On Friday, a woman walking on Rio Del Mar Beach stumbled upon a large tooth that belonged to a mastodon.
About 100,000 years ago, American mastodons roamed California, using their giant trunks and teeth to graze upon the trees growing in forests and wetlands.
While they share their ancestry with today’s elephants, they were larger. The males stood as high as seven feet high and weighed six tons.
The beasts went extinct about 10,000 years ago thanks to climate change to cold, dry, glacial conditions that occurred with the last ice age, according to the American Museum of Natural History.
Fast forward to 2023, when a series of harsh winter storms caused rivers to swell and wash felled trees, rocks and other detritus downstream from the mountains. These circumstances likely contributed to the tooth making its way to the Santa Cruz County beach: the tooth likely started in the higher elevations it and its kin historically called home.
The woman, who was unaware of what she had stumbled upon, snapped a photo of the tooth and posted it to her Facebook page, which generated a firestorm of public interest.
When Santa Cruz Museum of Natural History paleontology collection advisor Wayne Thompson saw the post, he immediately knew what it was. After all, he is responsible for the museum’s centerpiece exhibit featuring the skull of a young mastodon.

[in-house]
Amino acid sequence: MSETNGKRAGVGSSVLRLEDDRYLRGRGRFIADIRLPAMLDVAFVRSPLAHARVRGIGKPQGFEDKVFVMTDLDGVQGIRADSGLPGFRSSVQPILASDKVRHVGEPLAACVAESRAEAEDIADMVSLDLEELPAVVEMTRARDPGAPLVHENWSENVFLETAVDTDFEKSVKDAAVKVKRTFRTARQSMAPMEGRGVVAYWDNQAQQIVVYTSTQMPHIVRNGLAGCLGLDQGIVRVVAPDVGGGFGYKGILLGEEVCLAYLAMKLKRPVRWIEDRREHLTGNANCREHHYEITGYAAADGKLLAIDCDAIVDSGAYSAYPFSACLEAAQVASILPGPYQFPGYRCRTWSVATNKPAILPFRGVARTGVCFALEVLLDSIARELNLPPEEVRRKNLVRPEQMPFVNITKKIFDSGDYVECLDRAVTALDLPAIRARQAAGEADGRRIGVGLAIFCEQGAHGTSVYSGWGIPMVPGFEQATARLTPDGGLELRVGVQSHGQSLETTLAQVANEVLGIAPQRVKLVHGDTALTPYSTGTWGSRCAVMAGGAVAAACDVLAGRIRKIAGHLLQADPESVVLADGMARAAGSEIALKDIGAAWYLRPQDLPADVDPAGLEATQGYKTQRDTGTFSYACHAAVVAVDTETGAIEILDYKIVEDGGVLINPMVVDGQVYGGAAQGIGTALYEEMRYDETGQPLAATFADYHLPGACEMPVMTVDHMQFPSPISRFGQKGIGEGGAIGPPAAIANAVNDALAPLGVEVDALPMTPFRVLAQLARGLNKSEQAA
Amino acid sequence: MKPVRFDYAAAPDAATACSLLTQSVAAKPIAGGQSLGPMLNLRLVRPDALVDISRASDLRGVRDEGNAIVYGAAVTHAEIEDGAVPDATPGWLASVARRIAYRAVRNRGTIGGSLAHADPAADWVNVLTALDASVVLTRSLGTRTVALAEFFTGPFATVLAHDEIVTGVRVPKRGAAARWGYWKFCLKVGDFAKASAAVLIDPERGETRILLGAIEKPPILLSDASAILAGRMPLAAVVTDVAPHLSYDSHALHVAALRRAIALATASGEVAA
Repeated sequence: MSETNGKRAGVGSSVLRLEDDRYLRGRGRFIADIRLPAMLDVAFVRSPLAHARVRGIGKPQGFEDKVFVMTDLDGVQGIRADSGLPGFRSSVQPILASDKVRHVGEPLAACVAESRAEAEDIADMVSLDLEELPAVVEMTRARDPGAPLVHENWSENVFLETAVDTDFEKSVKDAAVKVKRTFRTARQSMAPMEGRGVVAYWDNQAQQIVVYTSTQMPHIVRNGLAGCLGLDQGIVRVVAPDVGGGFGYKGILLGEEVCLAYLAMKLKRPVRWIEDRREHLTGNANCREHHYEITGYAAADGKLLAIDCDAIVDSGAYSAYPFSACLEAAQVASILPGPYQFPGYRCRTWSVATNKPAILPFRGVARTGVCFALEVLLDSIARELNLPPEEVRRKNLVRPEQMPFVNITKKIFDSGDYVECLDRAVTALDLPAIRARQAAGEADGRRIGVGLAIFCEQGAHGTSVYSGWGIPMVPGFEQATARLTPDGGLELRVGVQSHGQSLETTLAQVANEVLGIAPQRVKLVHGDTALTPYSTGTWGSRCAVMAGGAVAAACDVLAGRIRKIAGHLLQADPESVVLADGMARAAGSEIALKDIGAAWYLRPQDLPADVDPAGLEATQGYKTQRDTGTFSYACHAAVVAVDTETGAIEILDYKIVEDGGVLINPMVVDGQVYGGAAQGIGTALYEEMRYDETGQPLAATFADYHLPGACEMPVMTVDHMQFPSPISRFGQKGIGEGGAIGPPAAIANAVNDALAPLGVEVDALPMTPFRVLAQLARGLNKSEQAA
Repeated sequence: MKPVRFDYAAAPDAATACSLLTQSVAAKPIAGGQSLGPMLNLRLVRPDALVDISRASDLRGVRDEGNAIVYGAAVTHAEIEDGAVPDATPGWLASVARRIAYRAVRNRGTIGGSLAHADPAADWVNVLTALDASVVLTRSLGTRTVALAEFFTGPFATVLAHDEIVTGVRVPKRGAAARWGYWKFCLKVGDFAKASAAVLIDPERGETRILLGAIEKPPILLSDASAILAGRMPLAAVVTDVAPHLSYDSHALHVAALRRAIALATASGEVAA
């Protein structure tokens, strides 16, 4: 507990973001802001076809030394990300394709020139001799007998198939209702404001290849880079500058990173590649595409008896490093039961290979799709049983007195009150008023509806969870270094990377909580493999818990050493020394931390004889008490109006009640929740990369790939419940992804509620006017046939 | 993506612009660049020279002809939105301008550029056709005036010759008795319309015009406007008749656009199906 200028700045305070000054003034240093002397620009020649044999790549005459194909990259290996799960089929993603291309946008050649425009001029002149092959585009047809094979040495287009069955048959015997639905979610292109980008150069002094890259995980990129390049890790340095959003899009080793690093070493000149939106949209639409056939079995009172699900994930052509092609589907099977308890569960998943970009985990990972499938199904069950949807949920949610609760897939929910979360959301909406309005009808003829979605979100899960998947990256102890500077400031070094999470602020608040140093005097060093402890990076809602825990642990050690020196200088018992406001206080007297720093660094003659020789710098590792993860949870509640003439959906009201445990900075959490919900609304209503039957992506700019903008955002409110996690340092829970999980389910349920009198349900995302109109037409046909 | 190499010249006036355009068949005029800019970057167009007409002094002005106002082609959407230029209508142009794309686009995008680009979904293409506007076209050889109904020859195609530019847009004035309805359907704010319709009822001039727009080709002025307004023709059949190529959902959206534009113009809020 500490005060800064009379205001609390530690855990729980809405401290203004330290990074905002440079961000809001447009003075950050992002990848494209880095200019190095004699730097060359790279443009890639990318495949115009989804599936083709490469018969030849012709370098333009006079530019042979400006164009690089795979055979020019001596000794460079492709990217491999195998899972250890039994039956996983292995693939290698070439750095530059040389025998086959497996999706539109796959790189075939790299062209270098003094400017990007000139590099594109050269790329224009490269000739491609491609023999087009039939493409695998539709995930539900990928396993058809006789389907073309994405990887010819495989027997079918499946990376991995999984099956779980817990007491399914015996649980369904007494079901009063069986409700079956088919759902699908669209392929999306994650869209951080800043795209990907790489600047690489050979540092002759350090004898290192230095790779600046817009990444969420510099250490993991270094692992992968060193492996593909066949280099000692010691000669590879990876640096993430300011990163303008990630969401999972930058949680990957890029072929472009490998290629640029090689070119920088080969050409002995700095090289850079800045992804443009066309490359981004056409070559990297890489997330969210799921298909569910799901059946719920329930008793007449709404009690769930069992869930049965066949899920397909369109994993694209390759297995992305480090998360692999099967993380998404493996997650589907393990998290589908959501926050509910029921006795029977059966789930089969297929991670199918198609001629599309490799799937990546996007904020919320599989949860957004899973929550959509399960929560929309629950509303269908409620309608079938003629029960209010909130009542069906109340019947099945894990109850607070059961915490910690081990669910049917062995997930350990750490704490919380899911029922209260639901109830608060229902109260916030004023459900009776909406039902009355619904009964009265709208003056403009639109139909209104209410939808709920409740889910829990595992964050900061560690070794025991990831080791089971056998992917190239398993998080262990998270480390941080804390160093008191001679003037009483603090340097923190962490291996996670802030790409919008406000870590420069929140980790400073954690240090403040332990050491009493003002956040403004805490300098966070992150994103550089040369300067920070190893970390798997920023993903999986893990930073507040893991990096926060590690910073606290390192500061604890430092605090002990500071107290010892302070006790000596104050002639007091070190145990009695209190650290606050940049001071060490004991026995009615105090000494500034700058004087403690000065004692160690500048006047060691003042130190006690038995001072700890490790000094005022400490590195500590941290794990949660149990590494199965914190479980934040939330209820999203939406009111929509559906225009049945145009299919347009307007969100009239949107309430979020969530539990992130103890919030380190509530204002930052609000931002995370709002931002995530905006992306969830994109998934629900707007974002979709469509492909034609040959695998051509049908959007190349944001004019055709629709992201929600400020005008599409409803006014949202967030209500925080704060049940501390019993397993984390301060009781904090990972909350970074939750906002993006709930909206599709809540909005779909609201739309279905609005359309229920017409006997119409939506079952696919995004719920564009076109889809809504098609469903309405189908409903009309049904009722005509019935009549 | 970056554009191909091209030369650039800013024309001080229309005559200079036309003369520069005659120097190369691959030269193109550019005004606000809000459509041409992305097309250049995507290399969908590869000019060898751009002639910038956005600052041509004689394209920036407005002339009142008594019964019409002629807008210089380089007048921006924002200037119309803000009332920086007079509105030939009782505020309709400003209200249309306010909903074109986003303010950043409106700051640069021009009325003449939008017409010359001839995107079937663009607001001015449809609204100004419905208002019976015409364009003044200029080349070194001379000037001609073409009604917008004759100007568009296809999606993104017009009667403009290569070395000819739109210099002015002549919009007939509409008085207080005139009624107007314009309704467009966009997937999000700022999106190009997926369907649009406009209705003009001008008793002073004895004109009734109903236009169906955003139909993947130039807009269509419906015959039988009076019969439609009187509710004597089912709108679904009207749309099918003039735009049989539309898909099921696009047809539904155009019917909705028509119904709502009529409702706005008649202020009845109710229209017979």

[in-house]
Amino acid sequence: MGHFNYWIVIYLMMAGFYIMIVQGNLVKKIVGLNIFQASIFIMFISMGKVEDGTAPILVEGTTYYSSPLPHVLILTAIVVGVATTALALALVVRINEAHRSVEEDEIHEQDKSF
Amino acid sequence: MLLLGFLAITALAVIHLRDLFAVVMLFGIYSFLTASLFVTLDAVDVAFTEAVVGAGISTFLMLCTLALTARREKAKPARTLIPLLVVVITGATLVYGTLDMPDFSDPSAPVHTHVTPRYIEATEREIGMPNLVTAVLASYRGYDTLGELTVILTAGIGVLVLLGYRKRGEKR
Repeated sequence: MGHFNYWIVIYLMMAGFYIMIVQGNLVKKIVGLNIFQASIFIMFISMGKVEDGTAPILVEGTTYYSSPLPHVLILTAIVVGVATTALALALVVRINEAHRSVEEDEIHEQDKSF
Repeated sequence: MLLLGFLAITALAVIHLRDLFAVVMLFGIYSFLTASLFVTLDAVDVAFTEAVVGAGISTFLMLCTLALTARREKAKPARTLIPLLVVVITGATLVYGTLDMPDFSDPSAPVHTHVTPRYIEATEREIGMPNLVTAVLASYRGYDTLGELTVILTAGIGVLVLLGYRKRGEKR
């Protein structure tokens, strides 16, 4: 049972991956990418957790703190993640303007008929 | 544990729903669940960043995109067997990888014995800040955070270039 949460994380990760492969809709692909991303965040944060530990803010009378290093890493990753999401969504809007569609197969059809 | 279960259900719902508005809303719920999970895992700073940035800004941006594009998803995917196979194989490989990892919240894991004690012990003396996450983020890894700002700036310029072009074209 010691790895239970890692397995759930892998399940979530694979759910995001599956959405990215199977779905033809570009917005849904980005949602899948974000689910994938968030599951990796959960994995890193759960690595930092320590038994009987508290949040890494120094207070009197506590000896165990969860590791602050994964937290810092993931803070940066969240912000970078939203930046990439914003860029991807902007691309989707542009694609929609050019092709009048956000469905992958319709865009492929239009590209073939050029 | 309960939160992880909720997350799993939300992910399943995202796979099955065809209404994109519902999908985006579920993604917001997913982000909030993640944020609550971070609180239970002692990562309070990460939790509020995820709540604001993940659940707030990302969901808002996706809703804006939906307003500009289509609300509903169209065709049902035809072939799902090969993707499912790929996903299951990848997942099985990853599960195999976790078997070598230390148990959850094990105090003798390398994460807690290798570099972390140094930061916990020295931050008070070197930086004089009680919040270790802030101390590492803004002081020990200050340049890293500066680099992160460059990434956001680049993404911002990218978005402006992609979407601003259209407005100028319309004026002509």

“He knew immediately what it was, because mastodon teeth are pretty distinctive,” said Museum, Visitor Experience Manager Liz Broughton.
But when Thompson went to retrieve the tooth for display at the museum, he realized someone had taken it.
So he too turned to social media, this time to ask whoever found it to bring it to the museum.
On Tuesday, Aptos resident Jim Smith called to say he had it.
“He was very happy to give it to the museum, and it was a happy ending to the story,” Broughton said.
While many marine fossils can be found in the coastal regions, the tooth is a rarity in the paleontology world, with just three known specimens discovered to date, she said.
Scientists will now study the tooth to see what it can show about the owner and how mastodons lived. Among other things, it could give clues about diet, habitat and other aspects of life.
“It’s a great indicator of what the flora and the fauna and the topography of Santa Cruz looked like thousands to tens of thousands years ago,” Broughton said.
After that, the tooth will become a permanent part of the museum’s display, she said.
“I think what’s special about this story is the way the community came together, the kindness of Jim coming forward,” she said. “We’re looking forward to exhibiting it in the future.”